Your Shopping in June Helped Boost Retail Sales by 1%

June’s increase in retail sales beat expectations, despite inflation

A man at a furniture store takes a photograph of a dining room table.

Mikael Vaisanen / Getty Images

If you’re like other American consumers, you haven’t yet let inflation and recession worries slow down your spending.

Retail sales jumped 1.0% in June from May, according to Friday’s report from the Commerce Department. The number was higher than expected, as analysts had forecasted an increase of 0.9%. It was also a big improvement over May’s figures, when retail sales dropped by 0.1%.

The 9.1% inflation jump in June and fear of a potential recession didn’t stop Americans from opening their wallets last month. They spent more at furniture and home stores, as well as on catalog sales and online shopping. In a sign that inflation may be changing some spending habits, Americans shopped less at department and clothing stores.

Retail sales are an important figure to watch, as consumer spending makes up nearly 70% of the gross domestic product. If consumers keep spending money, the U.S. economy can continue to grow, which typically means that businesses will continue to hire and employ workers.  Consumer spending is one of the economic factors that economists monitor when determining whether or not the economy has fallen into a recession.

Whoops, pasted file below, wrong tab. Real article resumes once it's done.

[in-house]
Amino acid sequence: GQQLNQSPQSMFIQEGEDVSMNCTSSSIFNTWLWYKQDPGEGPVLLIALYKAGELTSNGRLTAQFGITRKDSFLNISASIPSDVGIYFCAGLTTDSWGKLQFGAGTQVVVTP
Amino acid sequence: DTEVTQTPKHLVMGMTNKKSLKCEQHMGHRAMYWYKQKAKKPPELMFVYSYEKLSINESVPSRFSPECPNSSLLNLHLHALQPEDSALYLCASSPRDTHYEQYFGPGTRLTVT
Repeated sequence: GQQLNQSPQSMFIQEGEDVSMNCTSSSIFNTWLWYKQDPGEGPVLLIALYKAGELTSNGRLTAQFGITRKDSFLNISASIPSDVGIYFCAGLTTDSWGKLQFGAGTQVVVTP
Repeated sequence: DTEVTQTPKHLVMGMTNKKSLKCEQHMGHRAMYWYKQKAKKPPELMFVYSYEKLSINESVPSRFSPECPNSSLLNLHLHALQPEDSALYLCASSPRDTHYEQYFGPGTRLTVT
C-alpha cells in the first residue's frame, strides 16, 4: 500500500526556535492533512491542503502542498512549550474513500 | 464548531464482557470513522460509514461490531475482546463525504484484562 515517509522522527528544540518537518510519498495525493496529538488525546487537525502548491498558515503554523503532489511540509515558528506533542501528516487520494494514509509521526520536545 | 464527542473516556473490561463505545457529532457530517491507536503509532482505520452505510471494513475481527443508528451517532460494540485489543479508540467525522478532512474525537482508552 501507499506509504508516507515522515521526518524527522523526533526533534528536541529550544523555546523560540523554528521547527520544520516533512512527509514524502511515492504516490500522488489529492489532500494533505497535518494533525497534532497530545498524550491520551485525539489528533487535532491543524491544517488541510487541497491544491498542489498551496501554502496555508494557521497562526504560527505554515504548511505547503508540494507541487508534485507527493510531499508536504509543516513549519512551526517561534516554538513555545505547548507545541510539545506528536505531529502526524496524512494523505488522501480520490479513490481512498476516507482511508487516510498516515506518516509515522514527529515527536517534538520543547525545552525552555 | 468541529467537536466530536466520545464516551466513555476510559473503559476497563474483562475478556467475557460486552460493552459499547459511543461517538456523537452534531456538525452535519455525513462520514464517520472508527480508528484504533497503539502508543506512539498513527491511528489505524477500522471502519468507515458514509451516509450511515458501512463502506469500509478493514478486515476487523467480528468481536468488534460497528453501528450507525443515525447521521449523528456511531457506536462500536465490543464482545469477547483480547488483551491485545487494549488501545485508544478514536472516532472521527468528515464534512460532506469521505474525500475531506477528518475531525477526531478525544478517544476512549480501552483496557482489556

Want to read more content like this? Sign up for The Balance’s newsletter for daily insights, analysis, and financial tips, all delivered straight to your inbox every morning!

Was this page helpful?
The Balance uses only high-quality sources, including peer-reviewed studies, to support the facts within our articles. Read our editorial process to learn more about how we fact-check and keep our content accurate, reliable, and trustworthy.
  1. Census Bureau. “Advance Monthly Retail Sales.”

  2. Bureau of Labor Statistics. “Consumer Price Index Summary.”

  3. Federal Reserve Bank of St Louis. “Shares of Gross Domestic Product: Personal Consumption Expenditures.”

  4. NBER. “Business Cycle Dating.”

Related Articles